This article examines the development of psychologically oriented voting behavior research between 1939-1964. It intends to show the psychological basis of the Columbia and Michigan approaches and its implications for the analysis of electoral behavior. It is argued that, in spite of the large differences commonly perceived between these two approaches, there is much similarity between them, both with regard to their psychological roots as to their principal conclusions.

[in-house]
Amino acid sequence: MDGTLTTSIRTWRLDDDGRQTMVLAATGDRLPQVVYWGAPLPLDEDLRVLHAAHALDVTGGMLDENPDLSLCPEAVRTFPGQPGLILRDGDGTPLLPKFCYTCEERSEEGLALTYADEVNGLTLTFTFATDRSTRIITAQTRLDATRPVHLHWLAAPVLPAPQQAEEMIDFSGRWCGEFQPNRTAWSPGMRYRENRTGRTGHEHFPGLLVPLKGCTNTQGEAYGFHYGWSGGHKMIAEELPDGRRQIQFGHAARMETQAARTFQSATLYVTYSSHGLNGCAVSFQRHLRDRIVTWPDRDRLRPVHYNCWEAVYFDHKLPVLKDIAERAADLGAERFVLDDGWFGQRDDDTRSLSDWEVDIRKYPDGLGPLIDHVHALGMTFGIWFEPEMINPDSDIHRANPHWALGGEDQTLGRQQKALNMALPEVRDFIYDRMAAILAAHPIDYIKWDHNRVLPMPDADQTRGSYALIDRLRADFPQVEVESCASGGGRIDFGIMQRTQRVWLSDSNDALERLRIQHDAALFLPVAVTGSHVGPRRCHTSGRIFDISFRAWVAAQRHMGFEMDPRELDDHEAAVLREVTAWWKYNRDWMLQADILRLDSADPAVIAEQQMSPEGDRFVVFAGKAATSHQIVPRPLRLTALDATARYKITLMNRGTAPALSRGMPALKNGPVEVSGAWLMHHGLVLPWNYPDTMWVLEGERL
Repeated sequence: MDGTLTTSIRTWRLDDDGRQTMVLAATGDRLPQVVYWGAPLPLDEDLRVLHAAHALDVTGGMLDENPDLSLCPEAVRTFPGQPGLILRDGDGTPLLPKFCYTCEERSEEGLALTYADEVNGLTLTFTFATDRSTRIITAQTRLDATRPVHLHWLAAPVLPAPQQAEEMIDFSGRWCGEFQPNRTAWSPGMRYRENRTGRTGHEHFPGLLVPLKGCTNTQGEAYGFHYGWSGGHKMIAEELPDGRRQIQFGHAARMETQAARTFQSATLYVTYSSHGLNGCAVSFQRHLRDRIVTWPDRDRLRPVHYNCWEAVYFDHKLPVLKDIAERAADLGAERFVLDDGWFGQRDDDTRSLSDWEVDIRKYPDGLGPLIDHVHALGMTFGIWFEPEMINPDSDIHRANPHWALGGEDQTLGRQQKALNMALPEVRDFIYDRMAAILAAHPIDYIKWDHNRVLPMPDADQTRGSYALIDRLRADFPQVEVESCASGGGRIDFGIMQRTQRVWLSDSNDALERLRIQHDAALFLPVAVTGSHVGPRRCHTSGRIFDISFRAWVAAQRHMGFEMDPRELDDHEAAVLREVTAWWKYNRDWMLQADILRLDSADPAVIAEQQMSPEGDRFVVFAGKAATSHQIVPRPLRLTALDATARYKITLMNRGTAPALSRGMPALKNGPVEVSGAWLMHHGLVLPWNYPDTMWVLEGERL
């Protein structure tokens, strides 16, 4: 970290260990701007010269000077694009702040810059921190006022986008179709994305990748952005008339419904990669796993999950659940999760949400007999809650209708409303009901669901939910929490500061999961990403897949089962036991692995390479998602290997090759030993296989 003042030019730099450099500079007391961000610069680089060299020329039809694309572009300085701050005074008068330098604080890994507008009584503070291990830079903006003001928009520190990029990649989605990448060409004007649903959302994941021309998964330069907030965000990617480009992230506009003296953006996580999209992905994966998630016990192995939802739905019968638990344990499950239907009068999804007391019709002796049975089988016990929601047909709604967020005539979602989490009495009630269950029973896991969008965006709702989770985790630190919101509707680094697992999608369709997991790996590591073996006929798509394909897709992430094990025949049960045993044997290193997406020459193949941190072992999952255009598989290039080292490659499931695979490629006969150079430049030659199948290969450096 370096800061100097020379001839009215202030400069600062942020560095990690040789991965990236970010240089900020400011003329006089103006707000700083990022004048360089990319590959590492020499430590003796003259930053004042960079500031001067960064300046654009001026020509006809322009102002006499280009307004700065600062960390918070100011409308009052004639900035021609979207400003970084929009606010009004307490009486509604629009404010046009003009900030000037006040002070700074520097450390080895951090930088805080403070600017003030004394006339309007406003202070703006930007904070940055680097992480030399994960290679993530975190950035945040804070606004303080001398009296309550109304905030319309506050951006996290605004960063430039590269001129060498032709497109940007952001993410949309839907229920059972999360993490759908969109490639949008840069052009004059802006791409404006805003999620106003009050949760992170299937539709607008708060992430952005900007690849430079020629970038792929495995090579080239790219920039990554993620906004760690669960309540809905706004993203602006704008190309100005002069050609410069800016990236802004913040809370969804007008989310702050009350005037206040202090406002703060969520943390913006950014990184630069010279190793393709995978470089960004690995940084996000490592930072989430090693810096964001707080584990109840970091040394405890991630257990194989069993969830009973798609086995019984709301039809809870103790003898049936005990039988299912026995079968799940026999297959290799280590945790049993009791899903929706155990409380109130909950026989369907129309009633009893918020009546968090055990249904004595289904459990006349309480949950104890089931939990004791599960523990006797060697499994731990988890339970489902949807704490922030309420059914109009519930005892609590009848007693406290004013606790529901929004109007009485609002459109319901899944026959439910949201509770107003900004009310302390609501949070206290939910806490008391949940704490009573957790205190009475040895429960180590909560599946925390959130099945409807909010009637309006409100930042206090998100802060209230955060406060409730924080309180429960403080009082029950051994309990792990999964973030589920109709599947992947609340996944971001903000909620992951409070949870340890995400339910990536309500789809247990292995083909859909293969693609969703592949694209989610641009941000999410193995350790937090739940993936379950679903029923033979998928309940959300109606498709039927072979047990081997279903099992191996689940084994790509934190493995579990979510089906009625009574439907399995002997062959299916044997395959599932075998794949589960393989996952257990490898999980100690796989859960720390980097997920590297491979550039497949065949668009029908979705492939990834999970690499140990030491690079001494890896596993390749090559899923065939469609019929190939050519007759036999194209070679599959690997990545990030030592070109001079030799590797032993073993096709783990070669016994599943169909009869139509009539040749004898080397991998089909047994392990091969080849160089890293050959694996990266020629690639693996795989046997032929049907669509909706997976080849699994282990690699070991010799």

|Number of pages||10|
|Journal||Journal of the history of the behavioral sciences|
|Publication status||Published - 1994|